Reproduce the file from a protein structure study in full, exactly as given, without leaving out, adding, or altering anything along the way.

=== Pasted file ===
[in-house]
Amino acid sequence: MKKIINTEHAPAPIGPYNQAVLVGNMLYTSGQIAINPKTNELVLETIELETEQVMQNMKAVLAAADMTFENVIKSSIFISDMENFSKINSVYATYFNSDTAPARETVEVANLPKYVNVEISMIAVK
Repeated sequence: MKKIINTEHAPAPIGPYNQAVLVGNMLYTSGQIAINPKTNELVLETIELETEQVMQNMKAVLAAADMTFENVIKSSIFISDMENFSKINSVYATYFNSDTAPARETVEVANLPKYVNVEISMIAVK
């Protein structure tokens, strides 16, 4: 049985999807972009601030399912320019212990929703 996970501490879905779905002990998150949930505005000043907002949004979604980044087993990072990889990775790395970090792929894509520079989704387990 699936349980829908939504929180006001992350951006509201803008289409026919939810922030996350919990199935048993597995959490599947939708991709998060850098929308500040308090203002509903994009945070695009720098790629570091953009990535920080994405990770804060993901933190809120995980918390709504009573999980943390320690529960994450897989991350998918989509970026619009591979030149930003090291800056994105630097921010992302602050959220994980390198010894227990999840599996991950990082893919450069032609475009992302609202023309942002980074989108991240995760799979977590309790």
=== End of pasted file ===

[in-house]
Amino acid sequence: MKKIINTEHAPAPIGPYNQAVLVGNMLYTSGQIAINPKTNELVLETIELETEQVMQNMKAVLAAADMTFENVIKSSIFISDMENFSKINSVYATYFNSDTAPARETVEVANLPKYVNVEISMIAVK
Repeated sequence: MKKIINTEHAPAPIGPYNQAVLVGNMLYTSGQIAINPKTNELVLETIELETEQVMQNMKAVLAAADMTFENVIKSSIFISDMENFSKINSVYATYFNSDTAPARETVEVANLPKYVNVEISMIAVK
């Protein structure tokens, strides 16, 4: 049985999807972009601030399912320019212990929703 996970501490879905779905002990998150949930505005000043907002949004979604980044087993990072990889990775790395970090792929894509520079989704387990 699936349980829908939504929180006001992350951006509201803008289409026919939810922030996350919990199935048993597995959490599947939708991709998060850098929308500040308090203002509903994009945070695009720098790629570091953009990535920080994405990770804060993901933190809120995980918390709504009573999980943390320690529960994450897989991350998918989509970026619009591979030149930003090291800056994105630097921010992302602050959220994980390198010894227990999840599996991950990082893919450069032609475009992302609202023309942002980074989108991240995760799979977590309790």